Mrs. Patmore Is Starting to Like Cooking
My charming conversation with the disarming Lesley Nicol
“Neither Sophie, who plays Daisy [on Downton Abbey], nor I are any kind of cook. We made sure that we never did anything too technical. So if anybody watches it closely, they'll see that I never do anything, like even rolling pastry: I won't do that, because I won't do it right. I season things, I stir, I present things, and I shout at people, and that seems to me what the chefs do, isn't it?"
It is really easy to have a guest that everyone loves, and everyone loves Lesley Nicol, who is today’s guest on Food with Mark Bittman. Many of you know her as the curmudgeonly cook Mrs. Patmore from Downton Abbey — the second movie, Downton Abbey: A New Era, comes out this Friday — and I can’t imagine Downton not being one of the most-rewatched shows of the pandemic.
Some of you, though — and I’m talking about our family friend Kevin and people of Kevin’s young age — love Lesley Nicol for her role as Mrs. Beaver in The Lion, the Witch, and the Wardrobe (and yes, I talked to her about that, and the infamous beaver suit). Before even arriving at Downton, she spent much of her career as a series television regular and is also known for her theater work. The joy and appreciation she brings to her work and her passions outside of her job are apparent, and this is a fun interview.
The recipes featured in the episode — from the Downton Abbey Afternoon Tea Cookbook, naturally — are below. Please listen, subscribe, and review. And we’d love to hear your food-related questions, as we’d like to start doing live Q&A: Email us at firstname.lastname@example.org.
Finally, and most importantly, I’d like to express my condolences to Lesley, whose husband, David Keith Heald, passed away suddenly earlier this month, shortly after she and I talked. From me and my team, Lesley: We are sending you our love.
Thank you, as always. — Mark
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English Cream Scones
Makes: 10 scones
Scones have been essential to the British teatime tradition since the mid-nineteenth century, when, according to legend, the fashionable Duchess of Bedford ordered her servants to sneak the small cakes and hot tea into her room for an afternoon snack. In time, she began inviting her friends to join her for afternoon tea, and this homey ritual became a social trend. Queen Victoria, hearing of the new convention, soon began hosting fancy-dress tea parties. The tradition continued into the twentieth century, with Mrs. Patmore serving scones to Lord and Lady Grantham at her bed-and-breakfast in season 6 of Downton Abbey. — The Official Downton Abbey Afternoon Tea Cookbook
2 cups (250 g) flour, plus more for the work surface
1 tablespoon baking powder
2 teaspoons sugar, plus 1 tablespoon for sprinkling
1 teaspoon salt
1/2 cup (70 g) dried currants
3/4 cup plus 2 tablespoons (200 ml) heavy cream
For the topping
1 egg white, lightly beaten with 1 teaspoon water
1. Preheat the oven to 425°F (220°C). Have ready an ungreased sheet pan.
2. In a large bowl, whisk together the flour, baking powder, the 2 teaspoons of sugar, and salt. Using a large spoon, stir in the currants and cream just until combined. Using your hands, gently gather the dough together, kneading it against the side of the bowl until it holds together in a rough ball.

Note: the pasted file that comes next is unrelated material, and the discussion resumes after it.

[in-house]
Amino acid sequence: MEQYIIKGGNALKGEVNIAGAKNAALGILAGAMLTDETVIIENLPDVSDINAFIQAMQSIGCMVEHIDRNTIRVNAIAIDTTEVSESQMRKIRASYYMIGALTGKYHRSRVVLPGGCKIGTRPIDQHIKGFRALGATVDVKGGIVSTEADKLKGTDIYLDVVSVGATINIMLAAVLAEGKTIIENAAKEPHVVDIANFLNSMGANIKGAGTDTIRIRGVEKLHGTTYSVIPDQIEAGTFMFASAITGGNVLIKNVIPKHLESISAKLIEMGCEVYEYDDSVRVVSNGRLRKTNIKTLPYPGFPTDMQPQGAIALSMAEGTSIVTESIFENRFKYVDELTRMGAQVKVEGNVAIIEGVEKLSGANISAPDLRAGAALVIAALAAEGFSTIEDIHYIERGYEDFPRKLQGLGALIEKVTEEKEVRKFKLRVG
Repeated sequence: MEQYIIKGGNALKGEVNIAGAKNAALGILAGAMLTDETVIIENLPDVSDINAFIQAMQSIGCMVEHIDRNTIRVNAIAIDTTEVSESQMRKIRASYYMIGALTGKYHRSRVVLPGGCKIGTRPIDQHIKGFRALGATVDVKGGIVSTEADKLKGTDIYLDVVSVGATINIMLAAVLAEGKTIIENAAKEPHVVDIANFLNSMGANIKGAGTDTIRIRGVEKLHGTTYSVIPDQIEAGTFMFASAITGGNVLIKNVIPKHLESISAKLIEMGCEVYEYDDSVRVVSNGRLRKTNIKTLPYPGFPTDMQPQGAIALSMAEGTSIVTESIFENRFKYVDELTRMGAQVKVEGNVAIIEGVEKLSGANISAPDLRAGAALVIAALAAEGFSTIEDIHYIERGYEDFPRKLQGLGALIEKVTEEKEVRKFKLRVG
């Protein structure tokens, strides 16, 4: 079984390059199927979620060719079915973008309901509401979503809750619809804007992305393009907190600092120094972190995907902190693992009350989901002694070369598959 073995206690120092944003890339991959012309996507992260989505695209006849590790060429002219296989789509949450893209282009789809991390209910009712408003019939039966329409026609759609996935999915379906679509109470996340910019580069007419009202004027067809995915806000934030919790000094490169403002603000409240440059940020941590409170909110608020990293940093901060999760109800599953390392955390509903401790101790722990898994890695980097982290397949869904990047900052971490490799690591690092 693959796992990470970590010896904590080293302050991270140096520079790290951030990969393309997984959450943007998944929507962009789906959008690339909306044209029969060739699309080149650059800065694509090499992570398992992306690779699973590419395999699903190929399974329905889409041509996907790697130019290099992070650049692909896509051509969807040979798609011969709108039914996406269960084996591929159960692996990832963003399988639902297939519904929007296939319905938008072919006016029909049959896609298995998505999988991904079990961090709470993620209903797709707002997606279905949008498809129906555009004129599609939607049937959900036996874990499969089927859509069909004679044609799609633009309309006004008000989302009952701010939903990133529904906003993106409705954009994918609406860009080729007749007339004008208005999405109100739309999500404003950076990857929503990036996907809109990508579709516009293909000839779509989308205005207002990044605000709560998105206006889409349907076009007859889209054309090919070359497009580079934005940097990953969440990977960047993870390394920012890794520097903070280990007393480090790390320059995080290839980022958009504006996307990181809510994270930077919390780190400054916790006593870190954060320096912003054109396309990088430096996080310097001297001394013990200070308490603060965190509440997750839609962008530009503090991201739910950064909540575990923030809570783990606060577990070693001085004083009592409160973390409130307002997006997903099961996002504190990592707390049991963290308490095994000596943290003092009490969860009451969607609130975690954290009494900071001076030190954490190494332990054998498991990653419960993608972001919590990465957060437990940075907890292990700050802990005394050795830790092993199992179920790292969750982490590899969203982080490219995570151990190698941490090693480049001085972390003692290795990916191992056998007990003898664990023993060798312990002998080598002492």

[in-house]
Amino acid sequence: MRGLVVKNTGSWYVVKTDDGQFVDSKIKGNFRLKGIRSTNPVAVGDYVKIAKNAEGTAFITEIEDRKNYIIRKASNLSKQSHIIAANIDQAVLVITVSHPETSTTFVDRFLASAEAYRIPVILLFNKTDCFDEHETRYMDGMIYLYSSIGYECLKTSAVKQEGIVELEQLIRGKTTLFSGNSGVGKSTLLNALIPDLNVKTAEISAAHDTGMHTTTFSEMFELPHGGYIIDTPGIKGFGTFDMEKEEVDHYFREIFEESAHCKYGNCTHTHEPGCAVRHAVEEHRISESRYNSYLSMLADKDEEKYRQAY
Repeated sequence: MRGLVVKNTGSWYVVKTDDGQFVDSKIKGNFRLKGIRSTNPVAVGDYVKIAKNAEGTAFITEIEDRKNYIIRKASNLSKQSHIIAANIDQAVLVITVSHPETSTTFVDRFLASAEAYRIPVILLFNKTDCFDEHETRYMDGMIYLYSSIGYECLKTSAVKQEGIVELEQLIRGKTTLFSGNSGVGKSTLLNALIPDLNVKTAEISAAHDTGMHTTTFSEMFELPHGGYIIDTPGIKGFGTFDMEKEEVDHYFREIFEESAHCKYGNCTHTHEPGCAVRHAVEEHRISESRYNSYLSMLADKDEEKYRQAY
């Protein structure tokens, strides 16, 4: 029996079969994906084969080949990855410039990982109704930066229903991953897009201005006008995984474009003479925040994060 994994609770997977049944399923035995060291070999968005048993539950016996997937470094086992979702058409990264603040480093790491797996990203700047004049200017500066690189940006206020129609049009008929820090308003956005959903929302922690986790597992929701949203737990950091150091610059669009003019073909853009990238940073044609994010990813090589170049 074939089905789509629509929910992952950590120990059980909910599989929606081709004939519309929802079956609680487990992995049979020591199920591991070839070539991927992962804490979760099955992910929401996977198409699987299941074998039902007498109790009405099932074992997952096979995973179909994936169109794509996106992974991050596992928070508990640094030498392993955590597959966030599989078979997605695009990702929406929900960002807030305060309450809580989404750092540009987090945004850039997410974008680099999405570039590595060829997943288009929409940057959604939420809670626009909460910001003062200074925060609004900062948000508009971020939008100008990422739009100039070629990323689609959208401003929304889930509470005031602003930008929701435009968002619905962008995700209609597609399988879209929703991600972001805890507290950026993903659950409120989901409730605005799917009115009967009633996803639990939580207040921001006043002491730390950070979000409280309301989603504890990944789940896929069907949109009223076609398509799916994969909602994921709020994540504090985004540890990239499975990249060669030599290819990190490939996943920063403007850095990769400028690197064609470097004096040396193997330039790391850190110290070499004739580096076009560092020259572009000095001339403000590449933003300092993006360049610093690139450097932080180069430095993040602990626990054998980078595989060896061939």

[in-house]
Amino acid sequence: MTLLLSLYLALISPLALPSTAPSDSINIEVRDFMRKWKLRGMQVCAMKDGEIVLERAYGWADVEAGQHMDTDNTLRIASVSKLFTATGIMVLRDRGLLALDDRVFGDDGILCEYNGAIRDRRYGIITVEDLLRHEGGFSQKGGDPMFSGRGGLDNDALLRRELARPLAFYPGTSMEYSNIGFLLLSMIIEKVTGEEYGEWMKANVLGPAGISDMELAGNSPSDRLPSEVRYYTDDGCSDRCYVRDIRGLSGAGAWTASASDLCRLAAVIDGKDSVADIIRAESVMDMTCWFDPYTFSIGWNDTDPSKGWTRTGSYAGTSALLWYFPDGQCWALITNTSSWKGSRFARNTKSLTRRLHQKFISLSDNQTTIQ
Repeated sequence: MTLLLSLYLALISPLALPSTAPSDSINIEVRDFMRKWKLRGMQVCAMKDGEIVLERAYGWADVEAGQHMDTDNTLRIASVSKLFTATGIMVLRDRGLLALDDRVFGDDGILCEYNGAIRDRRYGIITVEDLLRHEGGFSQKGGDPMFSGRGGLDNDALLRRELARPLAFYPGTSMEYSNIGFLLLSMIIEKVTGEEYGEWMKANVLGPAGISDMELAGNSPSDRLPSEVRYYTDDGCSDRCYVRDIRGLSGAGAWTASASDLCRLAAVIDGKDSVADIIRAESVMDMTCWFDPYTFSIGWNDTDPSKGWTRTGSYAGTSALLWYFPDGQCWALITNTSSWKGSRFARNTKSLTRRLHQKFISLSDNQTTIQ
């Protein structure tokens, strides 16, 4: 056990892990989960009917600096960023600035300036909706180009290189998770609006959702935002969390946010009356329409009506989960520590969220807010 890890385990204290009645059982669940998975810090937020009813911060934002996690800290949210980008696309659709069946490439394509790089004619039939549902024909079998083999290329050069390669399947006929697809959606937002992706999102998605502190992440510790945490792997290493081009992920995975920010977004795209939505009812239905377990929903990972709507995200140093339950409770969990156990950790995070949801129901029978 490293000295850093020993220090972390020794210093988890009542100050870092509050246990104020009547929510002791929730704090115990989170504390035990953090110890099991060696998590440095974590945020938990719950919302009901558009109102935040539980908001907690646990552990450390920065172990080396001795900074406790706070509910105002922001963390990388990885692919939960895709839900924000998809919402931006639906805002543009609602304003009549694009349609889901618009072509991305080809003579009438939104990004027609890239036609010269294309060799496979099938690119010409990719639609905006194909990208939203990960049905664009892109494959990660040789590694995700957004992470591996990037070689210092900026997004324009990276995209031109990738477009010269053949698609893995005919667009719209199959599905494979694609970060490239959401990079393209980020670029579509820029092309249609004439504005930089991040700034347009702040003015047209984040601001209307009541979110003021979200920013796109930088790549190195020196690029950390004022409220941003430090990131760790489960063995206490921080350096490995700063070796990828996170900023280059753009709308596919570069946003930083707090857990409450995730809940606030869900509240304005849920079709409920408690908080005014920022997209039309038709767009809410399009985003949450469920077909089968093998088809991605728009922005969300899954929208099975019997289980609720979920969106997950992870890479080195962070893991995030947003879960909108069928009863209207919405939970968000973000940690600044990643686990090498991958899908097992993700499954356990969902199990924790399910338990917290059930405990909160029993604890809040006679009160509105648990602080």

3. Lightly flour a work surface and turn the dough out onto it. Roll out the dough about 3⁄4 inch (2 cm) thick. Using a 3-inch (7.5-cm) round cutter, cut out rounds from the dough, pressing straight down and lifting straight up and spacing them as closely together as possible. Place the dough rounds at least 2 inches (5 cm) apart on the sheet pan. Gather up the dough scraps, knead briefly on the floured work surface, roll out the dough again, cut out more rounds, and add them to the pan.
4. Using a pastry brush, lightly brush the tops of the scones with the egg white mixture, then sprinkle evenly with the remaining sugar.
5. Bake the scones until golden, 10-12 minutes. Transfer to a wire rack to cool. Serve warm or at room temperature.
Mock Clotted Cream
Makes about 1 cup (250 g)
Clotted cream is a requisite component of a proper English cream tea and a classic accompaniment to scones. Prized for its natural thick consistency and mild nutty flavor, it is produced in Devon and Cornwall, where it is known as Devonshire cream and Cornish cream respectively. It is made by heating unpasteurized milk until a thick layer of cream forms on its surface and then skimming off the cream layer once the milk has cooled. Although no combination of ingredients can replicate the unique flavor and consistency of true clotted cream, this mock recipe, which mixes mascarpone cheese with heavy cream, is a respectable substitute. — The Official Downton Abbey Afternoon Tea Cookbook
1/2 cup (120 ml) heavy cream
1 cup (225 g) mascarpone cheese, at room temperature
1 tablespoon confectioners’ sugar, or to taste
1. In a bowl, using an electric mixer, beat the cream on medium-high speed until soft peaks form. On medium speed, add the mascarpone and sugar and beat until incorporated. Taste, then adjust with more sugar if needed. Serve at once.
— Recipes from The Official Downton Abbey Afternoon Tea Cookbook
Such a wonderful interview!
I noticed that the link for the cookbook goes to Amazon.com. Have you considered linking to Bookshop.org where all purchases support local, independent booksellers. It’s a great and easy way to help local bookstores continue to be a vibrant part of communities and important contributors to book culture.
I miss cream teas (having grown up in Cornwall). Two comments: currants are optional in scones, and clotted cream is not sweet, so I'd omit all that sugar.